OSHA Alliance on Hazards Facing Female Construction Workers Continues

January 15, 2018

OSHA has renewed its alliance with the National Association of Women in Construction (NAWIC), “to continue promoting safe and healthful working conditions for female construction workers.”

In a press release, as part of the OSHA Alliance Program, the five-year pact will target hazards specific to women in construction, including the selection of personal protective equipment (PPE), sanitation, and workplace intimidation and violence. The alliance began in 2013.

According to OSHA’s website, the alliance intends to collaborate on raising awareness of OSHA’s rulemaking and enforcement tactics by:

  • Sharing information on OSHA’s National Emphasis Programs, Regulatory Agenda, and opportunities to participate in the rulemaking process
  • Sharing information on occupational safety and health laws, standards and guidance resources, including the rights and responsibilities of workers and employers
  • Convening or participating in forums, roundtable discussions or stakeholder meetings on construction to create innovative workplace solutions or to give input on safety and health issues

The agreement also calls for encouraging NAWIC chapters to foster relationships with federal OSHA regional and area offices, as well as State Plans and OSHA’s On-Site Consultation Program, to address construction health and safety issues.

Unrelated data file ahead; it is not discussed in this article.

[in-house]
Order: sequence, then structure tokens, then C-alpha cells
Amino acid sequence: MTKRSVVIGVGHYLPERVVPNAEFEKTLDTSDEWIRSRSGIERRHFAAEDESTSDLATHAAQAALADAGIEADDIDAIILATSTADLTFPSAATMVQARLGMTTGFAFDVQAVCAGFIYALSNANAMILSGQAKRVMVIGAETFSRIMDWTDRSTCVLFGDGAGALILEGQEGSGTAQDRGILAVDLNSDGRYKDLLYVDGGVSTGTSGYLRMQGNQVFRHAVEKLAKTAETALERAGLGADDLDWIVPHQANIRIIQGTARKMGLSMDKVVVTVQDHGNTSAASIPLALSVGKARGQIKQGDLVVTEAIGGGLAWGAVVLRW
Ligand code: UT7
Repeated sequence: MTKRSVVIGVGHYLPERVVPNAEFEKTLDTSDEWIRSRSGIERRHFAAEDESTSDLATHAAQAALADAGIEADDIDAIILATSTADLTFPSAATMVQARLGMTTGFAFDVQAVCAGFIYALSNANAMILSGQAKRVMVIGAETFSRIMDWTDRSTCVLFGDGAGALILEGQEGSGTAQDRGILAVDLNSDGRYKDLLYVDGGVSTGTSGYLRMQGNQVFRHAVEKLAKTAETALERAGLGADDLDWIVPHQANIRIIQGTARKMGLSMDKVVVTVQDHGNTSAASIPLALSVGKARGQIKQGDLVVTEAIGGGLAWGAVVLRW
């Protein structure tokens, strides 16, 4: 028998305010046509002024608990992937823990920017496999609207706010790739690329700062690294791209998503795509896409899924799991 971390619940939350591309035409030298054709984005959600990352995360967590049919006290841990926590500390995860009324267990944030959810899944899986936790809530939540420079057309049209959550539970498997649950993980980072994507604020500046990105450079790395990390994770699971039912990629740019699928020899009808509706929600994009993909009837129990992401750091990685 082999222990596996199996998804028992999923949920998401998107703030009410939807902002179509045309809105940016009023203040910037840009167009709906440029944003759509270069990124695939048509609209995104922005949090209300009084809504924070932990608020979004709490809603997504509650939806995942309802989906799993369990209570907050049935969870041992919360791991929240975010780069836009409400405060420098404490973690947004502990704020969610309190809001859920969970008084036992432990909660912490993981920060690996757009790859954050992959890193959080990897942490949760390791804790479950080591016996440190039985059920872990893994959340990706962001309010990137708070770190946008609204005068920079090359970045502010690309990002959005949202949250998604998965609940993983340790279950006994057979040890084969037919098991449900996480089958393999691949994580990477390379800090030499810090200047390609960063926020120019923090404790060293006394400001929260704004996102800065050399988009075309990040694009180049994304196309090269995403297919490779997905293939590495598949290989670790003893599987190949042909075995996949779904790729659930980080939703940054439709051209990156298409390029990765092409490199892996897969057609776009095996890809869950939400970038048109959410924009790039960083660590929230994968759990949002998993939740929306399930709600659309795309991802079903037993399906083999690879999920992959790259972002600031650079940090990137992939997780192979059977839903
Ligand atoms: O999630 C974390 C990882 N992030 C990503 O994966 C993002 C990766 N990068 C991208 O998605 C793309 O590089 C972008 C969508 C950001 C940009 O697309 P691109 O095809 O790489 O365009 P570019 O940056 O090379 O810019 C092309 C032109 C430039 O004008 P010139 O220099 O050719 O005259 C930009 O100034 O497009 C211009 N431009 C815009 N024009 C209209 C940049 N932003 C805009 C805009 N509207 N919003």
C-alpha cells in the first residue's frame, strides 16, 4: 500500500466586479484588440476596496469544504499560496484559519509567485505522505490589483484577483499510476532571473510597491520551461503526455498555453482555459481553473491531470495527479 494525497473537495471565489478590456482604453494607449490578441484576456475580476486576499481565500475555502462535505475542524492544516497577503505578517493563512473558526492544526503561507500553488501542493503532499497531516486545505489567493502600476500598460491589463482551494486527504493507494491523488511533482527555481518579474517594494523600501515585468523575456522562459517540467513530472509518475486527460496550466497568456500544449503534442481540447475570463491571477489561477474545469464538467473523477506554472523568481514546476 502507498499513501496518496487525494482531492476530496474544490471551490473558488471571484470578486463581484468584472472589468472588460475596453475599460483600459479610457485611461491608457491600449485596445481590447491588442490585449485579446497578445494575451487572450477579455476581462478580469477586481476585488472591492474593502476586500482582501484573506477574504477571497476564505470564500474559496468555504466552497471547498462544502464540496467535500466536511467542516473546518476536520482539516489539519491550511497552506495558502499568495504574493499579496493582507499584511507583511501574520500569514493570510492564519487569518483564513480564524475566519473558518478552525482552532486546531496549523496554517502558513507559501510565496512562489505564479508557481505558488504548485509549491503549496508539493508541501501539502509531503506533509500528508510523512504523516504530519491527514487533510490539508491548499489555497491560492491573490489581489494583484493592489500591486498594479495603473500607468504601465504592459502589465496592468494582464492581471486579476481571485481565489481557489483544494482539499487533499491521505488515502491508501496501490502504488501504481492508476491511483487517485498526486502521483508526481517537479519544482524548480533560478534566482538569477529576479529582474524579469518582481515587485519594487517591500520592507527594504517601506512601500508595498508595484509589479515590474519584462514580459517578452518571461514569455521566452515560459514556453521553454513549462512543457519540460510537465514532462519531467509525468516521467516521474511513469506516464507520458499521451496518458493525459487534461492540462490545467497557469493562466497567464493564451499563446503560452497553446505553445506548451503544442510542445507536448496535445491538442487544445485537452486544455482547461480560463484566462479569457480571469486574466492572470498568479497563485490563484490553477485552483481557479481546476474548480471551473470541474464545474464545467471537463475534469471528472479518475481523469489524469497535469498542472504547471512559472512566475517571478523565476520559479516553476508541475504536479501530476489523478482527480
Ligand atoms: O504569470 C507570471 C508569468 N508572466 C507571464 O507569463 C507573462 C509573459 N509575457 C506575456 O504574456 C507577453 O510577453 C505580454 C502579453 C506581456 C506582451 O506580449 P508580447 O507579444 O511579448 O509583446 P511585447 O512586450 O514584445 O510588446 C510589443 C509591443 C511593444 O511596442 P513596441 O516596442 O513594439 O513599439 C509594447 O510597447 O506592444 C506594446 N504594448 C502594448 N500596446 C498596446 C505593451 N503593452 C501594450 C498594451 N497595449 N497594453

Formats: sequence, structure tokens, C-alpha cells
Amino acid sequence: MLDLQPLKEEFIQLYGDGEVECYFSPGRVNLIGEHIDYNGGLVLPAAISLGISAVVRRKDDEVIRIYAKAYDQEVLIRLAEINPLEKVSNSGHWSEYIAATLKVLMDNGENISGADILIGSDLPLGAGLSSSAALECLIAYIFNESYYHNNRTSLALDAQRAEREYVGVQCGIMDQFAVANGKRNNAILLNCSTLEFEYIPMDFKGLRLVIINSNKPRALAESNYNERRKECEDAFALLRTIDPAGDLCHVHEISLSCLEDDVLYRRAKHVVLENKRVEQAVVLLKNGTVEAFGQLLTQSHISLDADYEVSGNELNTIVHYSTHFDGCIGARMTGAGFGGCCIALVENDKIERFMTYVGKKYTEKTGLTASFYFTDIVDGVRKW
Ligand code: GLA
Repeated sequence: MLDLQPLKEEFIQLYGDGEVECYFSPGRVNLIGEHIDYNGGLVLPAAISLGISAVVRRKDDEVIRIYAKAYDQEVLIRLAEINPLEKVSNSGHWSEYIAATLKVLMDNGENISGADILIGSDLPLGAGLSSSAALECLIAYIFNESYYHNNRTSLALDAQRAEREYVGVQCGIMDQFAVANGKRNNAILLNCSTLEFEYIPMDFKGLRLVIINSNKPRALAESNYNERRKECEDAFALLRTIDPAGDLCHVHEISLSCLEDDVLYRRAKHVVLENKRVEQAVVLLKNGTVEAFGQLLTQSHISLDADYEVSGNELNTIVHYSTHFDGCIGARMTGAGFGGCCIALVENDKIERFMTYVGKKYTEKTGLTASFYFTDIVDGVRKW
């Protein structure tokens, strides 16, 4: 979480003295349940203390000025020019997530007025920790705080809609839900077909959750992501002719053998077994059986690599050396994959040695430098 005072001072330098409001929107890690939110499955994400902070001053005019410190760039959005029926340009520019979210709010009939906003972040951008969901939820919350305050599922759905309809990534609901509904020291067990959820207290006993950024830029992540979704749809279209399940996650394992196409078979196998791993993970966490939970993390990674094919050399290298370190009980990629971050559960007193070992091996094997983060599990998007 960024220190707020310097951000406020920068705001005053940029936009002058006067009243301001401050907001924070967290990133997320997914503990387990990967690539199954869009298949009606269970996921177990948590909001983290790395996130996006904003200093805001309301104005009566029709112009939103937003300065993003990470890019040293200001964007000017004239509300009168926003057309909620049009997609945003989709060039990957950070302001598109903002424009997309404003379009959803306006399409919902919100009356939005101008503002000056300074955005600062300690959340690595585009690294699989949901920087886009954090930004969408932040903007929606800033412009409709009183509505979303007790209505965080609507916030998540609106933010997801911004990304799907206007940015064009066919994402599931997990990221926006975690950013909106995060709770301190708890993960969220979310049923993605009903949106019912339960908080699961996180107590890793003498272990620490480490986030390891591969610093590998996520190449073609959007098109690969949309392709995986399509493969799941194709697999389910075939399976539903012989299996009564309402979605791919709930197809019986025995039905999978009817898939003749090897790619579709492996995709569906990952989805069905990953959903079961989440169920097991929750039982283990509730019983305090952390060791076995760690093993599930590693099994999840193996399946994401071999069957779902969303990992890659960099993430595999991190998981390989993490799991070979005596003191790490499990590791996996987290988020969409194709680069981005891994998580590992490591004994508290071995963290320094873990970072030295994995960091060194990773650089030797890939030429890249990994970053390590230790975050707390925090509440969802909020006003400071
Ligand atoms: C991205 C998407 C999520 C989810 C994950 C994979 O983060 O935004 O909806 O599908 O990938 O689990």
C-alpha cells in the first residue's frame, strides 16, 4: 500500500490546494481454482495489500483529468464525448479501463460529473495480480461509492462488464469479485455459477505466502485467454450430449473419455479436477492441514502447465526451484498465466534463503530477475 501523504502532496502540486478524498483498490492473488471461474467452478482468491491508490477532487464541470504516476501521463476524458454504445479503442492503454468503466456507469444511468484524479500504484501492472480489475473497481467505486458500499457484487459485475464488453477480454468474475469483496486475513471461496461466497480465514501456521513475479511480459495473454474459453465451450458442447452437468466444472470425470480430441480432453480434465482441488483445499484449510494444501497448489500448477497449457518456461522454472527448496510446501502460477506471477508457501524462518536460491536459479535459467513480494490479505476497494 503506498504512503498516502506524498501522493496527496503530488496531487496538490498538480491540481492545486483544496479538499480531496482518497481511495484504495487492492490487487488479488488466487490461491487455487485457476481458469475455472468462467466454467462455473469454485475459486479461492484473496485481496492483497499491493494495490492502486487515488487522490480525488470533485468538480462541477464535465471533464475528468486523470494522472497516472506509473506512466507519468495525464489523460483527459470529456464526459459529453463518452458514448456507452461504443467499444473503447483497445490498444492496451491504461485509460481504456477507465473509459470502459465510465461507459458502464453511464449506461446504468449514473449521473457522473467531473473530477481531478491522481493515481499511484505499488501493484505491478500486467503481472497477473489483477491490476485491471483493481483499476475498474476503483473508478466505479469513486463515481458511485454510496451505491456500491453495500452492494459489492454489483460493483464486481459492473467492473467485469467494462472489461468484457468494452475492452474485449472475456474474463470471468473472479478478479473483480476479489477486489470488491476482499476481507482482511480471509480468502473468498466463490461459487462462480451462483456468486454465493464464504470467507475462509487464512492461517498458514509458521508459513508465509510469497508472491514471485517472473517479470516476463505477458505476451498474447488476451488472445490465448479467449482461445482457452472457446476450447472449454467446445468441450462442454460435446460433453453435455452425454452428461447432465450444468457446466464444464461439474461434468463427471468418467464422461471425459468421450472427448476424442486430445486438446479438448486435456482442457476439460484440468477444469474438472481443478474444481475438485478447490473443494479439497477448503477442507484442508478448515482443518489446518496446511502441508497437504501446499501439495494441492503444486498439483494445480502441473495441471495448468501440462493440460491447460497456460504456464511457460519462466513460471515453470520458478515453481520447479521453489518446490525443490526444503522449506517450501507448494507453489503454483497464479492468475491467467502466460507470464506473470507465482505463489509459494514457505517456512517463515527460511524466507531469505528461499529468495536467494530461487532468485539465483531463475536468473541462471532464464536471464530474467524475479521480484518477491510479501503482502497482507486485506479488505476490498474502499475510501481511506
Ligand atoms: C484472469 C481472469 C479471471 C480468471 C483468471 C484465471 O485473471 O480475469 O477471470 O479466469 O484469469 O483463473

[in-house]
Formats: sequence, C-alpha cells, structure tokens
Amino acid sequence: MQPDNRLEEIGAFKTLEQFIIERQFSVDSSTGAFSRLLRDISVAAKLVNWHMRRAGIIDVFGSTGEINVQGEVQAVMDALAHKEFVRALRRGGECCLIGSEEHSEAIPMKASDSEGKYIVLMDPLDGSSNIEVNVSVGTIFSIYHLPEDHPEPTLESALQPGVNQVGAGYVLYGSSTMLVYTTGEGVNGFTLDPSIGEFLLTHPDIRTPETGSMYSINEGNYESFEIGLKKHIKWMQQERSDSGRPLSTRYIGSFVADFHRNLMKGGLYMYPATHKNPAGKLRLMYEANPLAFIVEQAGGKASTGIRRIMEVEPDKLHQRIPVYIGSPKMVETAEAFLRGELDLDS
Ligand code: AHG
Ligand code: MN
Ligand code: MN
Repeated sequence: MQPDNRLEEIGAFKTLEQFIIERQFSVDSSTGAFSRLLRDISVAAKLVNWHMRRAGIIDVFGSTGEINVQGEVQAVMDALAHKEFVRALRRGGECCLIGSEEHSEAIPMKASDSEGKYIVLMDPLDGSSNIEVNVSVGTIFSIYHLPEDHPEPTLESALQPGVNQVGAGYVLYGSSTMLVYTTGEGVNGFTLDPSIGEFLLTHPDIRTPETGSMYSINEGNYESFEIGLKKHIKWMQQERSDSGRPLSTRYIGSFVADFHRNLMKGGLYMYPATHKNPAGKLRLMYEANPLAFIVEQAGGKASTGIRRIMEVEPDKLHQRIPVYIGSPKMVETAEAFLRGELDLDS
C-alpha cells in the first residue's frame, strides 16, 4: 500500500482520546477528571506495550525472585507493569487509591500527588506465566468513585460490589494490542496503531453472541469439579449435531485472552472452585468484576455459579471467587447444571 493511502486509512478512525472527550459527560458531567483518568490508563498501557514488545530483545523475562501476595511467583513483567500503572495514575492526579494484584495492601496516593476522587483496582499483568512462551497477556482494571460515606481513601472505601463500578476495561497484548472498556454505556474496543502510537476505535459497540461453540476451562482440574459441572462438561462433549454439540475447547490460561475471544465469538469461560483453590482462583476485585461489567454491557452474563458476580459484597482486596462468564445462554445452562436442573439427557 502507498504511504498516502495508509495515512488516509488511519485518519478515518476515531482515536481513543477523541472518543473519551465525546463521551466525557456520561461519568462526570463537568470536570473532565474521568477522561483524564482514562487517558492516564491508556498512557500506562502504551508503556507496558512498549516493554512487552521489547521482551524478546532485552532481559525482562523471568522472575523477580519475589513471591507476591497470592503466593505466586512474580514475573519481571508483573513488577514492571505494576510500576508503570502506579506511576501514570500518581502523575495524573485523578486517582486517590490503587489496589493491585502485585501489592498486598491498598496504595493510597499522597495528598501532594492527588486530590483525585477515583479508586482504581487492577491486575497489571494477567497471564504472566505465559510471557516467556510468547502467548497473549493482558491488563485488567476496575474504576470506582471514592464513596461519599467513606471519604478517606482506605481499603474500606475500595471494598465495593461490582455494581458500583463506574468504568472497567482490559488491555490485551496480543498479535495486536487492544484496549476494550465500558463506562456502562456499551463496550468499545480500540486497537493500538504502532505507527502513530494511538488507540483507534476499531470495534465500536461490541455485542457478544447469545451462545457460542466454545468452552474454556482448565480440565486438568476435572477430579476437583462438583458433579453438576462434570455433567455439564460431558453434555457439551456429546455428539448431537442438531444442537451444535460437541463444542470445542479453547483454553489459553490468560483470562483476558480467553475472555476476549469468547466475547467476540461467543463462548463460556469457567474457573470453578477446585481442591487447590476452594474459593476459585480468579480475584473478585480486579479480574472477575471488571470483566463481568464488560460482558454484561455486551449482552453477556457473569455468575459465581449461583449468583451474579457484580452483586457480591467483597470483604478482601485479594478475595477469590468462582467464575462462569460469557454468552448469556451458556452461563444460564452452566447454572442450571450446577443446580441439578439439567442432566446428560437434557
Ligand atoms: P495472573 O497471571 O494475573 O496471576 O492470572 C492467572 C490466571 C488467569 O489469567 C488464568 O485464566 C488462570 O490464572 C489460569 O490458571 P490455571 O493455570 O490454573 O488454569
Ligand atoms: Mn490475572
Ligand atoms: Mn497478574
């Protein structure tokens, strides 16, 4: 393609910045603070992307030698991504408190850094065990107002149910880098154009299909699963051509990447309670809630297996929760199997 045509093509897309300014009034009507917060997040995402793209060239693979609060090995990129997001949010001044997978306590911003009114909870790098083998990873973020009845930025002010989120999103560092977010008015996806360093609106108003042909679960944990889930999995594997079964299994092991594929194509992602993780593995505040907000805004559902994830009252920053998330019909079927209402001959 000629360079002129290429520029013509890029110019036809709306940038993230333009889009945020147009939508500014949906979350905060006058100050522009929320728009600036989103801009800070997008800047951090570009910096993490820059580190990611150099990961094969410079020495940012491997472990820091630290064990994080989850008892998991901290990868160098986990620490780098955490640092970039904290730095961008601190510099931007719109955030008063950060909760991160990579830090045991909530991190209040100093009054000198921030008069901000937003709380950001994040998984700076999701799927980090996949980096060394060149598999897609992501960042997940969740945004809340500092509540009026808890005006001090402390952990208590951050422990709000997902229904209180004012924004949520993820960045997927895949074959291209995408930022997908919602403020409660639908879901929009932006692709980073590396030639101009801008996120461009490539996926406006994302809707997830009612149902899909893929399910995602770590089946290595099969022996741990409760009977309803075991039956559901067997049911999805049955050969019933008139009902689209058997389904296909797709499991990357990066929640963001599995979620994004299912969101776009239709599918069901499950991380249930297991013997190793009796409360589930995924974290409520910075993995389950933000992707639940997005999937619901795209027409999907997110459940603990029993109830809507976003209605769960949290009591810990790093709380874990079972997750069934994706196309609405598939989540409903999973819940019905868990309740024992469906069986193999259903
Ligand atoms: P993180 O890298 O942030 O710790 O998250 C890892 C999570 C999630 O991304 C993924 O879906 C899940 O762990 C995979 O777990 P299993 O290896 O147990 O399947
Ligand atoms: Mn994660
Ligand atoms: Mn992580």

NAWIC was formed in 1955 and provides educational and professional development opportunities to more than 4,000 women.

Women in Construction (WIC) Week will be celebrated March 4-10, 2018, highlighting women as “a visible component of the construction industry”. WIC Week also provides an occasion for NAWIC’s thousands of members across the country to raise awareness of the opportunities available for women in the construction industry and to emphasize the growing role of women in the industry.

Atlanta Hazardous Waste and DOT Training

Register for Hazardous Waste Management: The Complete Course and DOT Hazardous Materials Training: The Complete Course in Atlanta, on January 23-25 and save $100 or receive an Amazon Fire HD 10 tablet with electronic versions of both handbooks. To take advantage of this offer, click here or call 800-537-2372.

Indianapolis Hazardous Waste and DOT Training

Register for Hazardous Waste Management: The Complete Course and DOT Hazardous Materials Training: The Complete Course in Indianapolis on January 30-February 1 and save $100 or receive an Amazon Fire HD 10 tablet with electronic versions of both handbooks. To take advantage of this offer, click here or call 800-537-2372.

Tampa Hazardous Waste and DOT Training

Register for Hazardous Waste Management: The Complete Course and DOT Hazardous Materials Training: The Complete Course in Tampa, FL, on February 5-8 and save $100 or receive an Amazon Fire HD 10 tablet with electronic versions of both handbooks. To take advantage of this offer, click here or call 800-537-2372.

Aruvil International Inc. Fined $200,000 for Safety Violations

OSHA has cited Aruvil International, Inc., for multiple safety violations at its Pennsauken, New Jersey, facility. The chain-link fencing manufacturer faces $199,996 in proposed penalties.

Agency inspectors identified violations, including inadequate lighting; lack of machine guards; failing to keep the workroom clean and dry; failing to inspect and ensure proper use of fall protection; and failing to provide effective training on hazardous chemicals in a June 2017 inspection. A prior investigation in August 2015 found similar violations.